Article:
During the game, a girl cheated, causing Buddi Nagin to become extremely angry. As punishment, Buddi Nagin cursed the girl to transform into a permanent small bird and gave it the responsibility of cleaning a small body of water. This transformed bird is now called Abhi Chidiya.
After winning the game, Buddi Nagin made the decision to make this place her permanent home. When she left her house, she brought along a small pot with her. While wandering around in Serolsar, the pot accidentally slipped from her hands and a lake appeared right where it fell. This is the story behind the creation of the lake.
The stone that Buddi Nagin was seated on is currently referred to as Kala Pathar.
The Pandavas, while in exile, arrived at Jalori Pass and discovered Serolsar Lake. They decided to cultivate rice in the area surrounding the lake. According to the tale, they had a encounter with Buddi Nagin, a mythical serpent, who appeared before them and then returned to the lake.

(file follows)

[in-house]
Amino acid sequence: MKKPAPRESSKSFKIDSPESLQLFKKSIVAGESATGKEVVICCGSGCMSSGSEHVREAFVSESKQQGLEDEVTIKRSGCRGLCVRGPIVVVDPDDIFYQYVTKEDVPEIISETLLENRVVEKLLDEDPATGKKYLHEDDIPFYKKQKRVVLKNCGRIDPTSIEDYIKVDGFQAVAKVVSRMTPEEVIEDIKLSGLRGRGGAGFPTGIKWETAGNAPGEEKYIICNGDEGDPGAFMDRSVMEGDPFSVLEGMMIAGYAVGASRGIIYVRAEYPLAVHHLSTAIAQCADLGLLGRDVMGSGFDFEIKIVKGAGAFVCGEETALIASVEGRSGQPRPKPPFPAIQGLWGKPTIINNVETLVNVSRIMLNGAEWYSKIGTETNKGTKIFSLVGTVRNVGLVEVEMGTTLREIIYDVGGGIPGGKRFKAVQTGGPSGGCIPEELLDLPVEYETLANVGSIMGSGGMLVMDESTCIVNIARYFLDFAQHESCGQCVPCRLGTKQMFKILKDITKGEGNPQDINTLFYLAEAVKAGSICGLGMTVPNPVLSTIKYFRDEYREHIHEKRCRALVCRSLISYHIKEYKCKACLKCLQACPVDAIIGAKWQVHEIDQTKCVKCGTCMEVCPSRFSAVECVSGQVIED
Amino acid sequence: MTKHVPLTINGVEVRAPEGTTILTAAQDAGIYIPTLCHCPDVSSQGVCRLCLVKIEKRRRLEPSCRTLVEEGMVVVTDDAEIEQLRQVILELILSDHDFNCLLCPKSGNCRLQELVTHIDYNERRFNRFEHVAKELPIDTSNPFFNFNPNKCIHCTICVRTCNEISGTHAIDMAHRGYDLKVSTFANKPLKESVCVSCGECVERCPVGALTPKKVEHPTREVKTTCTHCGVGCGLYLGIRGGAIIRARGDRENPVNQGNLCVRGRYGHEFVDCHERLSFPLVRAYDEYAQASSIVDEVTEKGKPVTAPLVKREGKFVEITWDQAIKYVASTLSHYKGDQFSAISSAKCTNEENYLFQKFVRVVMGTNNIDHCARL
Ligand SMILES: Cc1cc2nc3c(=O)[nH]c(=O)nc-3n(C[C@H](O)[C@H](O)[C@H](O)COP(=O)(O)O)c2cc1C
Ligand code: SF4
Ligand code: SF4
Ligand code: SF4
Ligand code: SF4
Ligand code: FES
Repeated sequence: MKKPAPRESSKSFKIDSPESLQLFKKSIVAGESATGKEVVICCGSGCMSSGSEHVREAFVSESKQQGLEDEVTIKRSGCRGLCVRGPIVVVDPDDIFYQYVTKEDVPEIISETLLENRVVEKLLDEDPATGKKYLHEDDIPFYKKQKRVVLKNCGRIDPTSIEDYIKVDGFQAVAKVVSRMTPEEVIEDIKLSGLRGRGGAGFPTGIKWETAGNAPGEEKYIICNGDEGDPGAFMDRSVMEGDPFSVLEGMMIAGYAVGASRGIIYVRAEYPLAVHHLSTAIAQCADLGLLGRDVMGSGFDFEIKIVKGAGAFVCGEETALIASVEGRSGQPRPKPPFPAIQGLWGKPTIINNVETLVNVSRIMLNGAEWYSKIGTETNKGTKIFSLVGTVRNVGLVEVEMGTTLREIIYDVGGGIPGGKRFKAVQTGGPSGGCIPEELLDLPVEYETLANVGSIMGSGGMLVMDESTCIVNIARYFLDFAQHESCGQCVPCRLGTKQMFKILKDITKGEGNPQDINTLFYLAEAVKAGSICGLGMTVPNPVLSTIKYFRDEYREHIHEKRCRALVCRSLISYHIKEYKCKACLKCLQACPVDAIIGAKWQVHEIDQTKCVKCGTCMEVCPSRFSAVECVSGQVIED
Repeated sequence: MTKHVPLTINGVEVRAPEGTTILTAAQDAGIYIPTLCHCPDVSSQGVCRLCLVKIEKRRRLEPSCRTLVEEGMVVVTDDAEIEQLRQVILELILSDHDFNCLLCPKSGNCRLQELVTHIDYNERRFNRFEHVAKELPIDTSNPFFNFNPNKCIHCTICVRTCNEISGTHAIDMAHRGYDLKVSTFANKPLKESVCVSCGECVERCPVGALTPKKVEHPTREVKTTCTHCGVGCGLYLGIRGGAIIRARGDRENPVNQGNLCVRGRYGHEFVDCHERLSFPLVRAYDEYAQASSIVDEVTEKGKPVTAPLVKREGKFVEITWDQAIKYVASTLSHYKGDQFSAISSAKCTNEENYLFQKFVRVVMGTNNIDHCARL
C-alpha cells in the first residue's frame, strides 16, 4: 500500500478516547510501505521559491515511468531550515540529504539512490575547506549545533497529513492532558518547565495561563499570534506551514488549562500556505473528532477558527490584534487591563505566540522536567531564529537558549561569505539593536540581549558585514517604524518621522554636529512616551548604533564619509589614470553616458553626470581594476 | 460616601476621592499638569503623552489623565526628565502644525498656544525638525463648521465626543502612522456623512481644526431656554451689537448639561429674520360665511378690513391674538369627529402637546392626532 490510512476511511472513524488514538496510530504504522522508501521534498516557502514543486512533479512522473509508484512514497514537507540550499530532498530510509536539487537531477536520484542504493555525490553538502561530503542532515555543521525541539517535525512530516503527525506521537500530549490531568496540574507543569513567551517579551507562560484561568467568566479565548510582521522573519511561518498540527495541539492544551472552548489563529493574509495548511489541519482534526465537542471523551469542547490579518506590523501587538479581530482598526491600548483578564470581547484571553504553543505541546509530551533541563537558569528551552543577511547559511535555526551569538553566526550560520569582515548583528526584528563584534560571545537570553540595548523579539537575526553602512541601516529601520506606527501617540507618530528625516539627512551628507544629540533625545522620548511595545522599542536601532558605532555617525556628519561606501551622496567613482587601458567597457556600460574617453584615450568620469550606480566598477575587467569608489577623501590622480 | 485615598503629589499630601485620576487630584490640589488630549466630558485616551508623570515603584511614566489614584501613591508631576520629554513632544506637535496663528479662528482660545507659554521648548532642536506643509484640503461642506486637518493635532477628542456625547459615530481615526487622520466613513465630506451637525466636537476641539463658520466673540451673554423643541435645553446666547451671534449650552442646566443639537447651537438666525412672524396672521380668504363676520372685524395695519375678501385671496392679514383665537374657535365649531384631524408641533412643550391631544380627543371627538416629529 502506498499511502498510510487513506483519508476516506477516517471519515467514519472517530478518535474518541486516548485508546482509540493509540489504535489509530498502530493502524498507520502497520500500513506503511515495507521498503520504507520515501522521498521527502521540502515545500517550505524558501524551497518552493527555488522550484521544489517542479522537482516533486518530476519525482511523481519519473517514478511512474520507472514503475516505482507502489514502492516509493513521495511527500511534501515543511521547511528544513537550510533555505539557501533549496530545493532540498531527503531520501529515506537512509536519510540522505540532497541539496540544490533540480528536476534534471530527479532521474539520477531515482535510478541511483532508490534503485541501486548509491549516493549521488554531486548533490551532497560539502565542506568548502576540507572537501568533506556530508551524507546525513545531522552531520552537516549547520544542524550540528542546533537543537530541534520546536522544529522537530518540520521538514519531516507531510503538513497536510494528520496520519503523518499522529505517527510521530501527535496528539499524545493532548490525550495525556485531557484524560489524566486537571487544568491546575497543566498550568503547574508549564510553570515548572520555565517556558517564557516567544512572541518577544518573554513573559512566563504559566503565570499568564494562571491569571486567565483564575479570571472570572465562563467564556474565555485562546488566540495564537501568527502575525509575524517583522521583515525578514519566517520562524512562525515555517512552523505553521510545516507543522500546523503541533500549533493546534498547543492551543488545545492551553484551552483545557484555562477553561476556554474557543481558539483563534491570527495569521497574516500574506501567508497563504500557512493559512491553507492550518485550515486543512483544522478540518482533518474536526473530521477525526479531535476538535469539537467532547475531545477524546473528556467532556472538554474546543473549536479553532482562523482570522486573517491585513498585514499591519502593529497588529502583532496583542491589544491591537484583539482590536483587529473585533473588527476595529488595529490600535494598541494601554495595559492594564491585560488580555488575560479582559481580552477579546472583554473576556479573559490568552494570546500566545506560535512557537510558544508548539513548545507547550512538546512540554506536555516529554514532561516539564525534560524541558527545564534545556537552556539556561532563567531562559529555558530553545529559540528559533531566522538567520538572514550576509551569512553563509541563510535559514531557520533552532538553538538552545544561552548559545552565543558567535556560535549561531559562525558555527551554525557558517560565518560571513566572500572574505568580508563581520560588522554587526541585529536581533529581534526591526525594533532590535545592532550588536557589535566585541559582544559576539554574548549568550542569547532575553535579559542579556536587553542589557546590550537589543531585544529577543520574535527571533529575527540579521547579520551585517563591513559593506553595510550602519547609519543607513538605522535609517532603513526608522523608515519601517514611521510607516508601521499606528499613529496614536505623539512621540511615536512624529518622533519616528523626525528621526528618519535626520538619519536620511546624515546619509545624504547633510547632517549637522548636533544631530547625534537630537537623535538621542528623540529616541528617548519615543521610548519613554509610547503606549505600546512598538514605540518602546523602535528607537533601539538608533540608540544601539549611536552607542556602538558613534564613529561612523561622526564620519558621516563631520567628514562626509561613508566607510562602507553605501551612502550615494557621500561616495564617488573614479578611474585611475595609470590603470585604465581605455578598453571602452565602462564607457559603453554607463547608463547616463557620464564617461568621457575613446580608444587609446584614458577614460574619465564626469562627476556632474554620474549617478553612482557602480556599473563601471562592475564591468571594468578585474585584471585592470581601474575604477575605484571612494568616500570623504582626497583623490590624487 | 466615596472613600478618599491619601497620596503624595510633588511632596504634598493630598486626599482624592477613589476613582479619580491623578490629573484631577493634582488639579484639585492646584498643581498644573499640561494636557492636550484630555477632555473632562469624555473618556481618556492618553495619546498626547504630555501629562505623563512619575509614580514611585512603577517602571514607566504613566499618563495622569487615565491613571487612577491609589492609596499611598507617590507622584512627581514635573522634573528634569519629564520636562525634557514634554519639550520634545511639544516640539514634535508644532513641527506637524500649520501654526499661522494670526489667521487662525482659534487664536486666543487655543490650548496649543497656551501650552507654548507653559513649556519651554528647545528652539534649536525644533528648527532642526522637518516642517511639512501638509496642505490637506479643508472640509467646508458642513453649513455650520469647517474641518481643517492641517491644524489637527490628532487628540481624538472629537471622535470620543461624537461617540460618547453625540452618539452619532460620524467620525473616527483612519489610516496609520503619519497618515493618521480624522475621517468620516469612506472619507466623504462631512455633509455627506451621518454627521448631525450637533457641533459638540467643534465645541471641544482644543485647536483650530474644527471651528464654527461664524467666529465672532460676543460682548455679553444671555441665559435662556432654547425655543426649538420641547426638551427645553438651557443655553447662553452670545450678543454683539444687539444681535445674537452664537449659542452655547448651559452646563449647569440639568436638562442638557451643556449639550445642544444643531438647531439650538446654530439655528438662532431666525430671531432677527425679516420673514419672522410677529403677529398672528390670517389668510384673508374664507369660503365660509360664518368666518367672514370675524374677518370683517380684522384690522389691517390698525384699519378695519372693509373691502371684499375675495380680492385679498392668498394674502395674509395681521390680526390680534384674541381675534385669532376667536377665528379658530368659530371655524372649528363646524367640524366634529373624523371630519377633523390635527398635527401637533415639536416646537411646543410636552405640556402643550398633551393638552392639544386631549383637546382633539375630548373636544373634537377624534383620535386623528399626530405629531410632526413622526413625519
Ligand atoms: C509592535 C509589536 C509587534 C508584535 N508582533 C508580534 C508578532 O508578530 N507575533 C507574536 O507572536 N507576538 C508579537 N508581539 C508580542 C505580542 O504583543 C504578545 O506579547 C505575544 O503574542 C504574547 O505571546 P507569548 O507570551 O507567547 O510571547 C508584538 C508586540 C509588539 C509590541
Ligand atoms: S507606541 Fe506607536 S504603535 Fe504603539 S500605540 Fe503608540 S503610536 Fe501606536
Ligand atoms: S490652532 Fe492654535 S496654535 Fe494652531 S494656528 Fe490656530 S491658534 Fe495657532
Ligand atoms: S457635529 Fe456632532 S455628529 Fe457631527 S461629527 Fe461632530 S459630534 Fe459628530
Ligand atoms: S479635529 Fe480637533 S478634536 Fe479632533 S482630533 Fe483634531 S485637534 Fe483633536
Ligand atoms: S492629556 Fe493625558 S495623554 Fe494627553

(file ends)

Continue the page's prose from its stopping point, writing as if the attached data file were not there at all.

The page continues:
The Pandavas retrieved the statue of her from the lake and placed it outside of the lake. They constructed a small temple for her on the shores of the lake. Over the years, this temple has undergone several renovations. The current temple is the fourth one that has been rebuilt.
At the Budhi Nagin Temple, people have a tradition of offering ghee to honor Budhi Nagin, who is considered the mother of all Nag Devtas in the Mandi and Kullu region. Budhi Nagin had a special affection for cows, so visitors bring ghee as an offering to her. It is believed that when ghee is poured inside the temple, it symbolically reaches the center of the lake where Budhi Nagin is believed to reside.
Individuals bring large quantities of clarified butter (ghee) to both the temple and the lake. Once a year, all the serpent deities (Nagdevas) in the area pay a visit to Budhi Nagin, particularly during significant events. These special occasions are foreseen by the priests
The temple is not open during the winter because it receives a significant amount of snowfall.
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There is a lack of knowledge regarding the exact depth of Serolsar Lake.